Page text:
The main concern was that Apple had lost its innovative touch. While it was long seen as a company capable of creating one category-defining product after another — and in fact, Apple build its reputation on that type of creativity — analysts put forward the thesis that Jobs’ absence was evident in the company’s product pipeline, which, according to their assessments, was populated by nothing but product refreshes. In essence, shareholders and analysts thought Cook was not up to the leadership task.
However, Google announced in early January it was purchasing Nest Labs for $3.2 billion in hopes that Fadell’s start up will help the tech giant to transition from software and services into a new generation of connected household items, Bloomberg reported Monday. It was during Fadell’s tenure that the iPod, Apple’s portable music player, helped the company transition from a niche computer manufacturer to one of the most predominate maker of mobile devices.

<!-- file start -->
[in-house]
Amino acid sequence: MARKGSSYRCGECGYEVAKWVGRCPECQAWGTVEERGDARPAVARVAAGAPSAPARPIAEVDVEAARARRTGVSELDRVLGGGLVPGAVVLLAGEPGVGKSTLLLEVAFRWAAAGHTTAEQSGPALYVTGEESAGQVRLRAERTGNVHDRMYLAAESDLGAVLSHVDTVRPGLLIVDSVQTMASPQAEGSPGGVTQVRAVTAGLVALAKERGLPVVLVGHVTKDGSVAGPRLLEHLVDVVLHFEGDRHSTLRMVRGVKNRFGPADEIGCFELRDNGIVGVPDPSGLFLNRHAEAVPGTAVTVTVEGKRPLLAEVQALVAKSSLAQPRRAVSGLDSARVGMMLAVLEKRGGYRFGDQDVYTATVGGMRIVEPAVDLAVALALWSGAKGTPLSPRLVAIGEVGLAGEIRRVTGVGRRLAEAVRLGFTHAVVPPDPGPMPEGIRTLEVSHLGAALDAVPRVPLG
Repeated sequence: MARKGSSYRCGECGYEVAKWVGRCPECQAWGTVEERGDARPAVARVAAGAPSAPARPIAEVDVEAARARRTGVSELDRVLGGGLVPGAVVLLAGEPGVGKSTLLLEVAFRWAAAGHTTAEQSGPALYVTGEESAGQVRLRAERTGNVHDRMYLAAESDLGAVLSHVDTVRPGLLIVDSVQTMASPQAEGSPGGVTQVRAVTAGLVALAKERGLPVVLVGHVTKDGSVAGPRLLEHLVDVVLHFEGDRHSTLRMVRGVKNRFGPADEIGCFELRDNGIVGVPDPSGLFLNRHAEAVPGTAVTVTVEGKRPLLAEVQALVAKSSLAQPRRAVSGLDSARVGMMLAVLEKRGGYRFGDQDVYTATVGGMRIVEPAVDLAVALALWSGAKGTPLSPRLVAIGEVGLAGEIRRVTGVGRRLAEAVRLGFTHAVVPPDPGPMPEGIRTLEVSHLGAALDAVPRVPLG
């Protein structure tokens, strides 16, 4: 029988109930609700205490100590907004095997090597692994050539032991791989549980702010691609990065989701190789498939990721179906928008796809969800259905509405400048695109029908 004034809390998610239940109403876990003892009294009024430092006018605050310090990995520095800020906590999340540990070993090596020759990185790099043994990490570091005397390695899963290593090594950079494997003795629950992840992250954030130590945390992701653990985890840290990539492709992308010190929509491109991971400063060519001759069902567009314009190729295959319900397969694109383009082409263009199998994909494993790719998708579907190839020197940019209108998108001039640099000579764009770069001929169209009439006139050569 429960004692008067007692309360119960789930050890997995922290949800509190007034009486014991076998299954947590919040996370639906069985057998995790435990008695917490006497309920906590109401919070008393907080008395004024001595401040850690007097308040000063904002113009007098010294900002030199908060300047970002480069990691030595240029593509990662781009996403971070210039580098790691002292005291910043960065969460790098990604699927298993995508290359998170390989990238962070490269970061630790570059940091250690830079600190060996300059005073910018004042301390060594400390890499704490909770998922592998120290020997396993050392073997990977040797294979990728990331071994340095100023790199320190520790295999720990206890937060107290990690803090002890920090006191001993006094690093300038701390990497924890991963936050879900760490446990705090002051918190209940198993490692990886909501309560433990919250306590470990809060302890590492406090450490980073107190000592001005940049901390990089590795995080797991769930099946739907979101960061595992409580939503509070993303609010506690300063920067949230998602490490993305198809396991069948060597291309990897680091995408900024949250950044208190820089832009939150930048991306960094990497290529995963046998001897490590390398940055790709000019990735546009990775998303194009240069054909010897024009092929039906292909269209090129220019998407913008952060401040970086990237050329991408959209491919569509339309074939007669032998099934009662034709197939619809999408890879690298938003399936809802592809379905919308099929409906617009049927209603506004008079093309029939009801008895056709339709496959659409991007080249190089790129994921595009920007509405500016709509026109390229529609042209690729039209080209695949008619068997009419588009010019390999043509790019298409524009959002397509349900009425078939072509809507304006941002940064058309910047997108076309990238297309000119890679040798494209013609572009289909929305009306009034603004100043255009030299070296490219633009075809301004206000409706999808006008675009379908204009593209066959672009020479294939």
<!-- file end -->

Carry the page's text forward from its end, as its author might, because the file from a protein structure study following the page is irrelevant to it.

But former Apple have infamous record of failing to replicate Apple’s success at their new companies. Ron Johnson — a former Apple executive who went on to led J.C. Penney (NYSE:JCP) through its tumultuous rebranding — is but one example. One reason that explains their failure to create product-creating categories as the iPod or orchestrate turnarounds comes down to environment; former Apple leaders, who were forged in the iPhone maker’s secretive corporate culture and were used to focusing on a few products, rarely flourish in more traditional corporate structures.